Distinguished British economist John Maynard Keynes, as long ago as the 1930’s wrote : ‘… outstanding faults of the economic society in which we live are its failure to provide for full employment and its arbitrary and inequitable distribution of wealth and incomes.’  https://www.investopedia.com/terms/k/keynesianeconomics.asp  

The government should introduce a Job Guarantee that offers a job at a living (minimum) wage to anyone who wants to work but cannot find employment. See:-https://futuretofightfor.org.au/policies/01/ and Associate Professor Pavlina Tcherneva  https://www.pavlina-tcherneva.net/job-guarantee-faq

The Australian government can afford this program because it has has no financial constraint as the issuer of the currency. A currency-issuing government can always choose the unemployment level once the spending and saving decisions of the non-government sector are implemented.

In terms of the overall working of a national economy ( macroeconomics), a Job Guarantee would be an automatic stabiliser that ensures that the Government is doing necessary amount of spending where it is needed in the right places and right time to achieve full employment with stable prices.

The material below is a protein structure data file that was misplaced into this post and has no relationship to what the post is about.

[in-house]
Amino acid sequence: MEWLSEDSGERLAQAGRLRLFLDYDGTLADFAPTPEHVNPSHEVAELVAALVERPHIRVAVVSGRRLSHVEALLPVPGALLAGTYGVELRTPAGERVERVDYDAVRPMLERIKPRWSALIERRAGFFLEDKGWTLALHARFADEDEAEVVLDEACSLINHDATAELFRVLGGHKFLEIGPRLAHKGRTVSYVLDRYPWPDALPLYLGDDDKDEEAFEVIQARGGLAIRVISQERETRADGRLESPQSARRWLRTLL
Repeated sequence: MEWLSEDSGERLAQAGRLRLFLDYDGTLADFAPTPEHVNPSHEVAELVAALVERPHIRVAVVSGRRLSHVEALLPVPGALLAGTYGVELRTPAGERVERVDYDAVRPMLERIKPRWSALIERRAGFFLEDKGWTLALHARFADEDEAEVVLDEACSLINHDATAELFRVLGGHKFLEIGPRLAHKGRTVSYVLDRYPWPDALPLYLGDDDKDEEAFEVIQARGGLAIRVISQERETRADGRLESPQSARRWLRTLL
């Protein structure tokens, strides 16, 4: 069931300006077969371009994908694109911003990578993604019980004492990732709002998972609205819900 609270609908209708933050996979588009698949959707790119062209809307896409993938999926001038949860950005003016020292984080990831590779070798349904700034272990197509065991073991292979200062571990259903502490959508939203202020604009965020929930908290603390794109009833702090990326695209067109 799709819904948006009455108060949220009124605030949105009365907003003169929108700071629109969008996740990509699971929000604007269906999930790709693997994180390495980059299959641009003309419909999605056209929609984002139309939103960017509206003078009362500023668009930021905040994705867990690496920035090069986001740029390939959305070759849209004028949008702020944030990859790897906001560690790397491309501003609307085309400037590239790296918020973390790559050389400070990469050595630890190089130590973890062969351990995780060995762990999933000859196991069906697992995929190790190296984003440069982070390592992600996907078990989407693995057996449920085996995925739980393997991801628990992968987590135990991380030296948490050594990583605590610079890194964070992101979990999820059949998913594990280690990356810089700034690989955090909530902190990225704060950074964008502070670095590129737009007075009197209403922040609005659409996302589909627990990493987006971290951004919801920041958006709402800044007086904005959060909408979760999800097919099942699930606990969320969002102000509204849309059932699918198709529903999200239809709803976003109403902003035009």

When the private sector is recovering, federal government spending would automatically fall as people leave the Job Guarantee for higher paid jobs elsewhere.

When the private sector experienced a downturn, federal government spending would automatically increase as people lose their private sector jobs and enter the Job Guarantee. 
Unemployment is a major loss of valuable productive resources, depressing the economic economic growth and lowering our standard of living of the whole community.

Offsetting the cost of a Job Guarantee would include lesser demand for Centrelink services, enhanced tax revenue and receipts, including those on superannuation and investments.
The costs associated with substance abuse, including health care costs and police interventions would lessen. Unemployment and its adverse social effects adds very substantially to on-going and escalating Government spending.